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Two Minneapolis polls offer lively, diverse scenes

Lines started early this morning at a public housing polling place off Minnehaha and Franklin avenues in Minneapolis.

Voter Diane Richard said she waited over an hour and a half to vote. She said there were many new citizens who came from Africa in line who had tears in their eyes over their excitement about voting for the first time.

At Marcy Open School in Minneapolis, meanwhile, Kathy Hansen, a professor at the University of Minnesota, says she also found long lines and an “incredibly diverse group,” especially compared with where she used to vote in Woodbury.

Hansen describes the scene:

“College students with their backpacks reading their texts while they were waiting, business people, young African-American men and women, a Somali family (dad, pregnant mom and three little ones in tow), elderly women with their walkers.”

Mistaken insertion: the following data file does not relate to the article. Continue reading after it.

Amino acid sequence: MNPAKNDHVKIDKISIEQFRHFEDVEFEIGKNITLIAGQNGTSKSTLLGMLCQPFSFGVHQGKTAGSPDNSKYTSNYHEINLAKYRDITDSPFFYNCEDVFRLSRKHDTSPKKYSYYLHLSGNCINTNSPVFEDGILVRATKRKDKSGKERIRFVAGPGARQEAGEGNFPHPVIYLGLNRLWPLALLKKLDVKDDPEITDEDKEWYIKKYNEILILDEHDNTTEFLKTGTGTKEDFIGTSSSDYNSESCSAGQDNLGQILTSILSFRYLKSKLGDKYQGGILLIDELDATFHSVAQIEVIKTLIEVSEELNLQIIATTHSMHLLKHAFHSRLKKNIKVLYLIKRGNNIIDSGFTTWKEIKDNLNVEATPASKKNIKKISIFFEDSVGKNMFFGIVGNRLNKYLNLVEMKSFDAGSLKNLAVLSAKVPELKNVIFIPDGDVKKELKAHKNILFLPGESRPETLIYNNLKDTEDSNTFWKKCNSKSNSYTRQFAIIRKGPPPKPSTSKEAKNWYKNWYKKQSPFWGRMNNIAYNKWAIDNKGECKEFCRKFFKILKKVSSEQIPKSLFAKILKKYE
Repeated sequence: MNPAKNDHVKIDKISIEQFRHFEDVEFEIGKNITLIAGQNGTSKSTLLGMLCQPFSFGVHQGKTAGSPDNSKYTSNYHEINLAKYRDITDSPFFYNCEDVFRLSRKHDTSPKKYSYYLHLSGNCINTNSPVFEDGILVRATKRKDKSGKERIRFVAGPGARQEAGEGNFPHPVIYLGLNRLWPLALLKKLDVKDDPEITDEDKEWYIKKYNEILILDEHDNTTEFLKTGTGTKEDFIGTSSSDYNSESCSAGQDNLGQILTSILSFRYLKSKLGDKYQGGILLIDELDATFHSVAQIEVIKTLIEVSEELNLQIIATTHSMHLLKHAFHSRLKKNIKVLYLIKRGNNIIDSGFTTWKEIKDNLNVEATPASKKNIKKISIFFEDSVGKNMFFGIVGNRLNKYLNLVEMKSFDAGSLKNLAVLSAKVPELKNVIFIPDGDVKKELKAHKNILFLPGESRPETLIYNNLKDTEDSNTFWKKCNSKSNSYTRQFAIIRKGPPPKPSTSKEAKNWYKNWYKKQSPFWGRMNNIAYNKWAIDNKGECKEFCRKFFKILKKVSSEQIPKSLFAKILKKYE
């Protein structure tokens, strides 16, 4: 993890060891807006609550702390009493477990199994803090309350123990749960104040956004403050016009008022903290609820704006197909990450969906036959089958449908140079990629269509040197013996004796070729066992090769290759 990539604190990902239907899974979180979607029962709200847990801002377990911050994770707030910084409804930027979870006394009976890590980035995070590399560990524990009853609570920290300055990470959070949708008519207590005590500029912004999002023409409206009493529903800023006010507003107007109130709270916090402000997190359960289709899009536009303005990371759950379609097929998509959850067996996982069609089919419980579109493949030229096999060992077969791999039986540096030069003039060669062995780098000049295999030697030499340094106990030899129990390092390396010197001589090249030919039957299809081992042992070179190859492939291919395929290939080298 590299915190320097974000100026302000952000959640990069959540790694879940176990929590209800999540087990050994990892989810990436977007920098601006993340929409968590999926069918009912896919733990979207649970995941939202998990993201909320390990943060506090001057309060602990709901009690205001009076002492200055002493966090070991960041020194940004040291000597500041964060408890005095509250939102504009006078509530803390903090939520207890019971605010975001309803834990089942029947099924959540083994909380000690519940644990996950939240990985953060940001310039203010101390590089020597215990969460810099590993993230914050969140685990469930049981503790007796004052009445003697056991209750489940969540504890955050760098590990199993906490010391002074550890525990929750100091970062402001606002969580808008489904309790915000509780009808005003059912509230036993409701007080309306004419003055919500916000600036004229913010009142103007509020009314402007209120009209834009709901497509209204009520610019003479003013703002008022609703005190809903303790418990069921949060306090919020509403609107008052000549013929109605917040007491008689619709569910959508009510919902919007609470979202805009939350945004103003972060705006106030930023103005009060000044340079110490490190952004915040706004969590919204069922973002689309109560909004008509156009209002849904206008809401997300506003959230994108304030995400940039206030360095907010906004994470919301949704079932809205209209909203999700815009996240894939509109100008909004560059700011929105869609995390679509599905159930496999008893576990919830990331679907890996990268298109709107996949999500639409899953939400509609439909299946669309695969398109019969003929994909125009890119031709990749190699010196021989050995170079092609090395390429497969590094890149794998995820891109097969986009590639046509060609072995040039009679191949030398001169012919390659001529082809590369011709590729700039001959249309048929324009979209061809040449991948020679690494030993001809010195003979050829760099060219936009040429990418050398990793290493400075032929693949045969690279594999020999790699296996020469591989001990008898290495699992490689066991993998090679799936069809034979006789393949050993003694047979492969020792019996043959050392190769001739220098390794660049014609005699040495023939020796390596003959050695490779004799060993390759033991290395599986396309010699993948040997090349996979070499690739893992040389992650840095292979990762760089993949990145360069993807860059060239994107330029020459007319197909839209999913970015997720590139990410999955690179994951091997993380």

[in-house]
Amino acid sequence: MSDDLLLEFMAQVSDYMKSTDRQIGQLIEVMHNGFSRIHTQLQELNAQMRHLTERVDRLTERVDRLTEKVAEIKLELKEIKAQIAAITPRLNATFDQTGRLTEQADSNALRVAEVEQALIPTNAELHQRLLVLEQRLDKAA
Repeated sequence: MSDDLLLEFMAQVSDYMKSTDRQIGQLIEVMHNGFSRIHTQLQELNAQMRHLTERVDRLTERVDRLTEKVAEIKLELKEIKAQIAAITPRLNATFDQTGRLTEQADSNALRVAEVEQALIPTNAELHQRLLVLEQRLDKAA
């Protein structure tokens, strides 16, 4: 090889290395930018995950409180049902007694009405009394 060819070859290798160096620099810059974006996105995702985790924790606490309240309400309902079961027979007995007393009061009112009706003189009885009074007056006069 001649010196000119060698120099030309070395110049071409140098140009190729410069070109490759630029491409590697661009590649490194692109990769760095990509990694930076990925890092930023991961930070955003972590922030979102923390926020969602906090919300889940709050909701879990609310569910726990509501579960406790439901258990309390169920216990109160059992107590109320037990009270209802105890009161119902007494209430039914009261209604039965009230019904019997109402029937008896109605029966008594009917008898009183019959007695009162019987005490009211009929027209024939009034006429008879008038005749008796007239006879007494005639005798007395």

And there was some excitement at Hansen’s polling station. One man apparently fainted while waiting in line to vote.

“A poll worker immediately came to his aid and got him a chair,” says Hansen. “He came to and said he had felt faint before but had never actually fainted. The poll worker kept asking him if he wanted the school nurse and he said no — he wanted to stay in line.”

Hansen also reports she saw many people trying to register.

At least one young man ran into trouble. Even though he had a rent agreement and a student ID, he was told he had to have someone vouch for his residence since he didn’t have a utility bill or other official piece of mail because he had just moved.

“One man behind him said he would vouch for him,” says Hansen. “But when the poll worker asked if the man would swear that he knew where the young man lived, he had to say no. The young man was crestfallen as he left the polling place.”

On the way home, with her “I voted” sticker in hand, Hansen saw seniors being loaded into a minivan with a big Obama sign on it that was clearly providing rides to and from the school.

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